"And yet, to me, what is this quintessence of dust?
In my last entry, I sought to consider the defining reality of our existence - not that we're made of atoms, part of a process or even defined by our genes, but that what presides over everything is the intention of God the Father to convey the nature and delight in His Son throughout all things. This, of course, is an entirely different purpose to the one we conclude from our own objective analysis of the material world (molecules and maths), and yet, inside each of us is a longing for just such an answer (that we truly have real and lasting value), hence our continual love for creative stories and events which dignify the best of our original humanity (love, compassion, integrity, and so on) amidst the most adverse of situations. The gap between these two realms makes sense when we realize that due to a historical event - our severance from Eden - we currently only carry a dim echo of what was lost, but this is enough for us to recognize, beneath our marred selfishness, that something more is meant to be. The issue then becomes how that gap is bridged.
Some years ago, a book I was reading noted that when you look at all religions and boil them down to their essential truths, there are actually 'very few people left in the room'. There are three. You either believe that God is entirely detached from us (a being that may have started the whole thing going, but hasn't been that interested since), that God is everything (which means we're pretty much stuck with the way things are) or that God is distinct from Creation, yet intimately concerned and involved for its ultimate well-being. Most religion (aside from most Eastern thought, which generally plums for the 2nd option) falls into category one, where what's actually needed is some special manner of enlightenment so we can finally escape the prison of the material (which is usually defined as a mistake - opps, so it all went wrong from the word go) to become something other, but that means that all of this is pretty much pointless (unless you're one of the few enlightened), so that, in truth, amounts to being as helpful as a view which says, in essence, it is all pointless (atheism), because it isn't actually going anywhere.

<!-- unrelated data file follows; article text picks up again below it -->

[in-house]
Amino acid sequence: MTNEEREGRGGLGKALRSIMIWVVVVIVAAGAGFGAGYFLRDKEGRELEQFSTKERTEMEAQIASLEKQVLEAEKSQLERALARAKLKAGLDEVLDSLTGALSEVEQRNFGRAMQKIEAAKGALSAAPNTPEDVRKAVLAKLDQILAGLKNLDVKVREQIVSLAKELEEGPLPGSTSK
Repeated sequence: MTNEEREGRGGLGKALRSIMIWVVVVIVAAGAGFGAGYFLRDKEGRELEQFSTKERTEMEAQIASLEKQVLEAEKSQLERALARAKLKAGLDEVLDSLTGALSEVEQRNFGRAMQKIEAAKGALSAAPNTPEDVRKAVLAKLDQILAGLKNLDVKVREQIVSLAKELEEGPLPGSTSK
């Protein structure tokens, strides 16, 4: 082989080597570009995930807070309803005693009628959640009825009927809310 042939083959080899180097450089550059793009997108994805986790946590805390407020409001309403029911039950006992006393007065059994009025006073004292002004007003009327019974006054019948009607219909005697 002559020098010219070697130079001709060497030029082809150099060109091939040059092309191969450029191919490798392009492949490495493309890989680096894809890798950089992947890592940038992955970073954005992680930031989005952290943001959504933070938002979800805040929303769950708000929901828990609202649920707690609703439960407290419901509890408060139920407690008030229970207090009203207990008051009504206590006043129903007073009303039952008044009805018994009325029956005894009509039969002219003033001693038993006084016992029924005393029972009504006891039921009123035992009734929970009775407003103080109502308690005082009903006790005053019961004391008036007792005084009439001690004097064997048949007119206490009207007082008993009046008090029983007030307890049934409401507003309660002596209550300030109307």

The true intention, says Christianity, is for all of creation to become adorned with a nature which genuinely conveys it's true glory (value), because within that perfection, the very nature (character) and beauty of God - the fellowship of the Father and the Son, through the Spirit - will be expressed and enjoyed. The intention of God, then, was for humanity in particular to participate in a life where everything, from the common to the most sublime will reflect something of that splendor, and for us to revel and enjoy this continuously amidst heaven and earth's correspondence. That's why it's through the common things of life - food (bread and wine), nature (water), the body (the Incarnation), words (the scriptures) - that God speaks the deepest to us. His purposes and His nature are woven into the very threads of all that He has made good.
When we gather this season around the story of Christ's coming, around the grape and wheat worked into the elements we use to celebrate that brightest moment in our world's story, then we can lift our eyes and foretaste what is truly the treasure of our existence. We were made to express something of the love and wonder known between our Father and His Son. Our spirits, notes C S Lewis, were made to burn such fuel, and nothing else will truly feed us at our deepest point. History is heading towards a wedding, and we can attend, purely because we are loved by a love that clothes us in ransom, forgiveness and care; that will make us what we are intended to be.
Glory to God in the Highest!
A blessed Christmas to us all.